Luck is an important part of many games.
Let’s imagine a game where two players simultaneously hold out a number of fingers on one hand, and the highest number wins. That game would have no luck involved, it’s totally skill based; that skill being to work out five never loses (hey, I didn’t say it involved a lot of skill).
Without luck, in a two-player game, the better player will always win (and in games with more players, unless they gang up on the best player). So the game isn’t much fun for the worse player. By adding some luck, you create the possibility that the worse player might get lucky enough that they can get a win.
However, you don’t want a game that has totally random outcomes.
Imagine a game where each player rolls a d20, and the highest roll wins. That’s pure luck, no skill. I think we’d all agree it wouldn’t be much fun. The card game ‘War‘ is pretty much just a longer version of this, as at no point (after shuffling and dealing the cards) do the players have any effect on the game.
So, basically if a game doesn’t involve using any physical skills, knowledge, or making meaningful decisions, it’s not really a game that’s worth playing. It’s just a long-winded way to randomly determine a winner.
Clearly, totally luck-based is terrible, and totally skill-based can be terrible too. So we want a balance between luck and skill.
The main way to do this is that if you want to restrict the effect of skill, you should increase the amount of luck, and if you want to restrict the effect of luck, increase the number of times you play (it’ll even out on average).
So, how do games like chess feel so satisfying to play, when there’s nothing random about them?
Well, it turns out that there’s a form of luck that isn’t pure randomness – the unknown.
If you play rock-paper-scissors (maybe -lizard-spock too) then there’s no random element, since both players choose. Unlike the made-up game we started with, there’s no ‘ultimate’ strategy that always wins. You need pick based on what your opponent will pick, but you don’t know what that is.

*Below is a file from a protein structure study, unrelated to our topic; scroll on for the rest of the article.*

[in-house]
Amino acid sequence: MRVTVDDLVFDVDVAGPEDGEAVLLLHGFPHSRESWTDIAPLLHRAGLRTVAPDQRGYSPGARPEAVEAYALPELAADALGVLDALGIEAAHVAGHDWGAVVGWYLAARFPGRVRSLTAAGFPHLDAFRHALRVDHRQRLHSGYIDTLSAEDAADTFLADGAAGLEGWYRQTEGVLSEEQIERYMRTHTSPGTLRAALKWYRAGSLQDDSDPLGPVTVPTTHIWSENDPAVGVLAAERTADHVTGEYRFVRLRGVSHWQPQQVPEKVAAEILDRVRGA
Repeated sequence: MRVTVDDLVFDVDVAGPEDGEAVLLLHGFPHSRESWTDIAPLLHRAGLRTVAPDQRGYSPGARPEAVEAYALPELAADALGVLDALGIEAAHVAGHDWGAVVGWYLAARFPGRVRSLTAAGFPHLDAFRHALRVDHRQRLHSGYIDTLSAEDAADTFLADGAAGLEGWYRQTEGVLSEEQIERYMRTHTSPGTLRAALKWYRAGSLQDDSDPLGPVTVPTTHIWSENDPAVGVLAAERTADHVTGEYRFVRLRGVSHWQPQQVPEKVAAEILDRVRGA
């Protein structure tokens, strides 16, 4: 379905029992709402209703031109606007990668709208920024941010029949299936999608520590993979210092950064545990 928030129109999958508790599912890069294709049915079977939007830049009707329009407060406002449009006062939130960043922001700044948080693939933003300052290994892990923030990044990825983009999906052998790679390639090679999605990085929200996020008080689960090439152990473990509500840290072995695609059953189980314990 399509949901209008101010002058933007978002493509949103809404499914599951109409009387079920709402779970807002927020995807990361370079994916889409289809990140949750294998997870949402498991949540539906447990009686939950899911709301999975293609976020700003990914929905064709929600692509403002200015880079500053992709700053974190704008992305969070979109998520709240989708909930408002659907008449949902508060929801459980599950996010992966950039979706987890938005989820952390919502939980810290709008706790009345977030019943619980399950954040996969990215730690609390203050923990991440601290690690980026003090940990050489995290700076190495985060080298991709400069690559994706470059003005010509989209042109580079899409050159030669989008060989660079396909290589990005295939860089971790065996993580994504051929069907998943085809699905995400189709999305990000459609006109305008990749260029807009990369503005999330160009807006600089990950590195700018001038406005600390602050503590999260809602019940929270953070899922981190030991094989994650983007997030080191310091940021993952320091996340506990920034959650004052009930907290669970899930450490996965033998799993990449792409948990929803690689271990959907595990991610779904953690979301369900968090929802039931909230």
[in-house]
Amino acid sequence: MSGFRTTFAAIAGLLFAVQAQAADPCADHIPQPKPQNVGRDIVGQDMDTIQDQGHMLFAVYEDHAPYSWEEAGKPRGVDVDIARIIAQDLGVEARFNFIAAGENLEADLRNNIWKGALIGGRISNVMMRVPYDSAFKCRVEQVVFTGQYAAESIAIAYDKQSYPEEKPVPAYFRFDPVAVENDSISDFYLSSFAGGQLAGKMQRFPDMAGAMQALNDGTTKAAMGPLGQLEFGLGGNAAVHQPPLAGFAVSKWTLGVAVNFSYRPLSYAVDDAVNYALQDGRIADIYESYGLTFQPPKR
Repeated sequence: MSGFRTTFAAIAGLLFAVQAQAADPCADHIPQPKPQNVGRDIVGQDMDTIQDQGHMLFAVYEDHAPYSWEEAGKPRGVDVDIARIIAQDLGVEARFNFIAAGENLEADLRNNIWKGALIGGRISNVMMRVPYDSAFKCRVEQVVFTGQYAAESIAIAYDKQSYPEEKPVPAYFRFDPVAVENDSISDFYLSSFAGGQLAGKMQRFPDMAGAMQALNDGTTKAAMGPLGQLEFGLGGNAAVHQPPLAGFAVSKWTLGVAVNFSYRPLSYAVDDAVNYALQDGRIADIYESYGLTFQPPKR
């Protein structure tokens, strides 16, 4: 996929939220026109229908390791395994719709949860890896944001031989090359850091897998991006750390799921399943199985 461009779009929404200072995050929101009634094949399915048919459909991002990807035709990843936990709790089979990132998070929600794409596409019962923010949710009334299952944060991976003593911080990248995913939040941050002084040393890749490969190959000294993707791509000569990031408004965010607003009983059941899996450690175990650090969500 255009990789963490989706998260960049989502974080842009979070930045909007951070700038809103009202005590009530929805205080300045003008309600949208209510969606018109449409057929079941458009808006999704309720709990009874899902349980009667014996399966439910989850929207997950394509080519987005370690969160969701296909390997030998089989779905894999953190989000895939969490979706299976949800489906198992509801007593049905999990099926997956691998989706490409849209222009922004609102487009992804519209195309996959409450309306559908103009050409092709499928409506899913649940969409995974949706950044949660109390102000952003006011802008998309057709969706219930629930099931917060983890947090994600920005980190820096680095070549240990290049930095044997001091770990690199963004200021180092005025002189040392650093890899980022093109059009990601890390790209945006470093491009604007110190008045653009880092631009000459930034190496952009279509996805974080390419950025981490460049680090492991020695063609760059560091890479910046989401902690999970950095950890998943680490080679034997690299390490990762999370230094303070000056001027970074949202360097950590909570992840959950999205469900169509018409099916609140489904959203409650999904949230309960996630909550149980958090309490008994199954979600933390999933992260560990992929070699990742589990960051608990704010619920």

It’s completely down to the skill of you being better at determining your opponent’s next move that he is at determining yours. But what if you choose your move randomly? Your ability at reading your opponent becomes irrelevant, and (if you really are random in your moves) so does his at reading you.
That’s how non-random games can bring in enough luck that they become satisfying: make it unpredictable what the opponent will do. It doesn’t need to be a complete mystery all of the time, but there needs to be enough doubt that you can’t accurately predict the correct move to make.
Chess involves no more random elements that noughts and crosses, but noughts and crosses is something that anyone who knows it well can play to a draw. Noughts and crosses just doesn’t have enough unpredictability for you to not know the correct move.
Chess on the other hand is so complex that nobody (aside from some computer programs) knows the entire move tree for it, so even a novice can theoretically fluke a win against a grandmaster (it’s just stupidly unlikely).
So, in my opinion, a game needs a mix of both skill (or it’s not worth playing rather than just rolling a die) and luck (or it’s not worth playing because the outcome is inevitable). However, luck in games isn’t just things that are random, it’s anything that makes the ‘correct move’ unpredictable.
If anyone has anything to add to this, I’d love to hear from you in the comments.